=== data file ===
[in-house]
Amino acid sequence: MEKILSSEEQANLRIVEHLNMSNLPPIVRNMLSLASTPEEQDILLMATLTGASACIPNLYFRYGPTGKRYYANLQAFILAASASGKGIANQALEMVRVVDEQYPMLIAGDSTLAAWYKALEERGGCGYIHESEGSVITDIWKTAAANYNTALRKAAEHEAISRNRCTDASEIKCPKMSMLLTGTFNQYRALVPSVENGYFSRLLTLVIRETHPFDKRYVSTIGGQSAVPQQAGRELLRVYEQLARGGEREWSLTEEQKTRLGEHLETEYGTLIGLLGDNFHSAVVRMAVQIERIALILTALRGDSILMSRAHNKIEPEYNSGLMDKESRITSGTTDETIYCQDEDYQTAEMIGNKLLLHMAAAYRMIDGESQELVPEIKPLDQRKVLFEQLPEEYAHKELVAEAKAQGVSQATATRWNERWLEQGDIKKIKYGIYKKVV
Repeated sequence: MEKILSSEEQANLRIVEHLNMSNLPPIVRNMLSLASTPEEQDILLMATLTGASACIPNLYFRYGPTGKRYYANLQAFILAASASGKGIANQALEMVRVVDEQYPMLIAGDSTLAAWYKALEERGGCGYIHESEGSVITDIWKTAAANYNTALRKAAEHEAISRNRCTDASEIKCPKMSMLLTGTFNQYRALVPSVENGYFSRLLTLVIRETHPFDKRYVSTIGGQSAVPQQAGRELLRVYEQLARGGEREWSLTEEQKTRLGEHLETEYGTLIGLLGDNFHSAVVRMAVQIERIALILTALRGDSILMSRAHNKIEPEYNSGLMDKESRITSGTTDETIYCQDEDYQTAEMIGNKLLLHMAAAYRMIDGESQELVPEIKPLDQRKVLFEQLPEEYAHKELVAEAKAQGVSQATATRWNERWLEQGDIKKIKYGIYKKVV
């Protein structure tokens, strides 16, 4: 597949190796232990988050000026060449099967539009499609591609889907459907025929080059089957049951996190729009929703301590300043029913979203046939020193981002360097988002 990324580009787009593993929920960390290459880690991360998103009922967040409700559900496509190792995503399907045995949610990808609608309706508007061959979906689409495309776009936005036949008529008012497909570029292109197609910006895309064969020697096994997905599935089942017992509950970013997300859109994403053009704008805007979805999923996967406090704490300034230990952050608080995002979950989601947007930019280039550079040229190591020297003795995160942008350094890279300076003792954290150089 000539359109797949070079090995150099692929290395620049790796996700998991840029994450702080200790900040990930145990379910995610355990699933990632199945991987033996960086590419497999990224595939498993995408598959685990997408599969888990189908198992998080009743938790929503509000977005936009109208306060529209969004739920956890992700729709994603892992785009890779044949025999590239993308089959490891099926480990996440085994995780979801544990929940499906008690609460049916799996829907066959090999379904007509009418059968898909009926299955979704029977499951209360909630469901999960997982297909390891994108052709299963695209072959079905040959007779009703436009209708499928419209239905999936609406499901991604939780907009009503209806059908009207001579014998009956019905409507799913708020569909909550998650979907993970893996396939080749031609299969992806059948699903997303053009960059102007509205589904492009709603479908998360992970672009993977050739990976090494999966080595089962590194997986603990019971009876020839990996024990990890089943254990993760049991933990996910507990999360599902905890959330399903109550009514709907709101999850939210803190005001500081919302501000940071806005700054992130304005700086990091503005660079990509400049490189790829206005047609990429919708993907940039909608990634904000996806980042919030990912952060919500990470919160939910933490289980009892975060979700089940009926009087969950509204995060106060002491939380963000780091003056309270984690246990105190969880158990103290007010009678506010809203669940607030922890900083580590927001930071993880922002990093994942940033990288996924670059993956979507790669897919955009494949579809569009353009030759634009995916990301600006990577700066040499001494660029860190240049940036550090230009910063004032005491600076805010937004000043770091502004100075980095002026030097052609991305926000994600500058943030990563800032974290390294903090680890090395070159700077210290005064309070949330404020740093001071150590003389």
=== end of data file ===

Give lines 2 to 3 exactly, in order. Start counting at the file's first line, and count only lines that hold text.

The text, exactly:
Amino acid sequence: MEKILSSEEQANLRIVEHLNMSNLPPIVRNMLSLASTPEEQDILLMATLTGASACIPNLYFRYGPTGKRYYANLQAFILAASASGKGIANQALEMVRVVDEQYPMLIAGDSTLAAWYKALEERGGCGYIHESEGSVITDIWKTAAANYNTALRKAAEHEAISRNRCTDASEIKCPKMSMLLTGTFNQYRALVPSVENGYFSRLLTLVIRETHPFDKRYVSTIGGQSAVPQQAGRELLRVYEQLARGGEREWSLTEEQKTRLGEHLETEYGTLIGLLGDNFHSAVVRMAVQIERIALILTALRGDSILMSRAHNKIEPEYNSGLMDKESRITSGTTDETIYCQDEDYQTAEMIGNKLLLHMAAAYRMIDGESQELVPEIKPLDQRKVLFEQLPEEYAHKELVAEAKAQGVSQATATRWNERWLEQGDIKKIKYGIYKKVV
Repeated sequence: MEKILSSEEQANLRIVEHLNMSNLPPIVRNMLSLASTPEEQDILLMATLTGASACIPNLYFRYGPTGKRYYANLQAFILAASASGKGIANQALEMVRVVDEQYPMLIAGDSTLAAWYKALEERGGCGYIHESEGSVITDIWKTAAANYNTALRKAAEHEAISRNRCTDASEIKCPKMSMLLTGTFNQYRALVPSVENGYFSRLLTLVIRETHPFDKRYVSTIGGQSAVPQQAGRELLRVYEQLARGGEREWSLTEEQKTRLGEHLETEYGTLIGLLGDNFHSAVVRMAVQIERIALILTALRGDSILMSRAHNKIEPEYNSGLMDKESRITSGTTDETIYCQDEDYQTAEMIGNKLLLHMAAAYRMIDGESQELVPEIKPLDQRKVLFEQLPEEYAHKELVAEAKAQGVSQATATRWNERWLEQGDIKKIKYGIYKKVV